Kuukausittainen arkisto:kesäkuu 2008

Our Lady of Walsingham 24.5.2008

Day 2, Saturday. I woke up early to go back to Netherhall House where I attended morning Mass in a beautiful chapel, perhaps one of my favourite chapels, I especially love the absolutely wonderful and holy smell of the place. After Mass some 25 people from Netherhall went on their annual Marian May pilgrimage to the National Shrine of Our Lady of Walsingham. More about the shrine later, but here’s the favourite chapel:

Well, Our Lady of Walsingham was apparently one of the most significant pilgrimage sites in the Middle Ages, comparable even to Rome and Santiago de Compostela (remember Czestochowa, Fatima and Lourdes weren’t there back then:). But then came Henry VIII and destroyed it. What was left was a tiny chapel which is now the Catholic shrine, while the Anglicans have a new church where the original shrine was located in the Middle Ages. We visited them both and prayed the Rosary, walked and talked with friends and bought some souvenirs. Here is the Catholic chapel with again absolutely wonderful smelling candles. (I bought two and have one of them lit and burning right here in front of me:)

Then the Anglican shrine. Now this really shocked me, and it shocked some of my Lutheran friends here in Finland, and it might (depending on your knowledge and views) shock you as well. If you’re ever going to see Catholic Protestantism, it’s here. Well I guess of course these Anglicans wouldn’t call themselves Protestant, but the fact remains they’re ”one” with the mainline Lutheran churches (Porvoo agreement). So here goes the list: statues of Mary, statues of post-reformation Roman Catholic saints (Therese, John Vianney), altars with six big candles, Blessed Sacrament Chapel, tabernacle, priests wearing cassocks, prayers and Masses (!) for the dead (!), holy water, benediction, confession… and on it goes. Here are some photos to give you a taste of it. Statues…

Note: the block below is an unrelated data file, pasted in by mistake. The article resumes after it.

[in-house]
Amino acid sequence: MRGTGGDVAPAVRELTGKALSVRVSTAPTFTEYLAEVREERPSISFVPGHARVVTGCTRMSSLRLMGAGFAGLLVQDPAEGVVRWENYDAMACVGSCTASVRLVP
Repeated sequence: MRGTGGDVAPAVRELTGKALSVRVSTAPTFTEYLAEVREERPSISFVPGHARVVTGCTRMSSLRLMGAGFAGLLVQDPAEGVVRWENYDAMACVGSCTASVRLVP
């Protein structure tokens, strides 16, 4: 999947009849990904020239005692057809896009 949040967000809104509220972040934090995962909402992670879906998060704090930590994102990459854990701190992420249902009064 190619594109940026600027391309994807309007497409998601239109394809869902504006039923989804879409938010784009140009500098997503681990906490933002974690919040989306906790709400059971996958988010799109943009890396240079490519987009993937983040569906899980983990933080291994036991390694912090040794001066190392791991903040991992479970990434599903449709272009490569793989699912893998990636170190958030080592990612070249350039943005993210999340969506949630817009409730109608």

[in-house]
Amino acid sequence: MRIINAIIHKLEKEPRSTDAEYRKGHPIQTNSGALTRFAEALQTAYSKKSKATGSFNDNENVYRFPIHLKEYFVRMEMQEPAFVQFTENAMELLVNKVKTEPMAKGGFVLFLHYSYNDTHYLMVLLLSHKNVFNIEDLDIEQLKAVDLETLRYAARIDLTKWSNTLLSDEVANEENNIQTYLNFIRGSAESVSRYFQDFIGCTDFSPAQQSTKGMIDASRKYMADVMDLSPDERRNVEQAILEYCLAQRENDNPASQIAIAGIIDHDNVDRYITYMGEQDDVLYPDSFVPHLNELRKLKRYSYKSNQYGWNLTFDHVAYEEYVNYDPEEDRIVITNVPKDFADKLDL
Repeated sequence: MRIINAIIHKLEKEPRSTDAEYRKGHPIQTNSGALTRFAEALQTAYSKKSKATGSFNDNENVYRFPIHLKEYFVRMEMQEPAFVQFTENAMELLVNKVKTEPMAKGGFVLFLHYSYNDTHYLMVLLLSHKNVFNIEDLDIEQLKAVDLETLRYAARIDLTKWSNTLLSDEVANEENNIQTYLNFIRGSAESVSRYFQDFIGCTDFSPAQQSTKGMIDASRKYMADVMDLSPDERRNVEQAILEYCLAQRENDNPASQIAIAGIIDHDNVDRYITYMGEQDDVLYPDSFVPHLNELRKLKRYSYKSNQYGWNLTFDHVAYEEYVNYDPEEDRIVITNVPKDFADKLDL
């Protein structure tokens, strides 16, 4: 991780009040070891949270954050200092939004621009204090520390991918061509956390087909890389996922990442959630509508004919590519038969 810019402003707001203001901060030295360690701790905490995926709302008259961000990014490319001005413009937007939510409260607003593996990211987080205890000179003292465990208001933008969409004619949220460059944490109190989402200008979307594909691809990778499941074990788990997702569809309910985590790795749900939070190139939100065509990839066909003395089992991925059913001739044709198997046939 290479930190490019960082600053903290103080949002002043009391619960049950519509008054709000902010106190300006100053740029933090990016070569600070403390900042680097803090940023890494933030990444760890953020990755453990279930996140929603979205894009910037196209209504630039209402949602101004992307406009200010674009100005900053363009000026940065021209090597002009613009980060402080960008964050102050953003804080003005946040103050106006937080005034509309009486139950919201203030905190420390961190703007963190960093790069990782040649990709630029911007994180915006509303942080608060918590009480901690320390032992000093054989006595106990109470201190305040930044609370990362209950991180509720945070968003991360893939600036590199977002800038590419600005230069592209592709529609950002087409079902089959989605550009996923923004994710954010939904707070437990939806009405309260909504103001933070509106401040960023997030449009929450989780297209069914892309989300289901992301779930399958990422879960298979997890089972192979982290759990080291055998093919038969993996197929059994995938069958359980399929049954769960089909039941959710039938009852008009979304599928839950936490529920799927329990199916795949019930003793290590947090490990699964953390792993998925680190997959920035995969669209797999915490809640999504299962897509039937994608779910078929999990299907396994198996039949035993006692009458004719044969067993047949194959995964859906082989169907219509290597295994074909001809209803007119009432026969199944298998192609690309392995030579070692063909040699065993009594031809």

…Blessed Sacrament Chapel, with huge Latin letters as in St. Peter’s in Rome saying ECCE PANIS ANGELORUM…

…Way of the Cross, this one being the Station where Veronica wiped the face of Our Lord…

…and finally the beautiful main altar…

Unfortunately the ”Catholicism” wasn’t the only thing to shock me… namely, two of those priests wearing cassocks seemed to read the biblical command ”greet each other with the holy kiss” a little bit too literally… yep, right there in public. It’ll be interesting to see what the Anglican Communion decides about the gay issue in their major conference this summer. But well, to move on, here are some sheep from the neighbourhood:)

And since we were near the east coast, we drove to the beach and had a football match there. The sand and the sea were nice but the wind was terrible.

And here I am then with the two greatest Opus Dei men in London, Jack Valero who appeared on BBC after the Da Vinci Code scandal and who loves to give announcements, and Peter Brown who’s not actually brown but he supports Leeds United and has a very British accent and sense of humour:)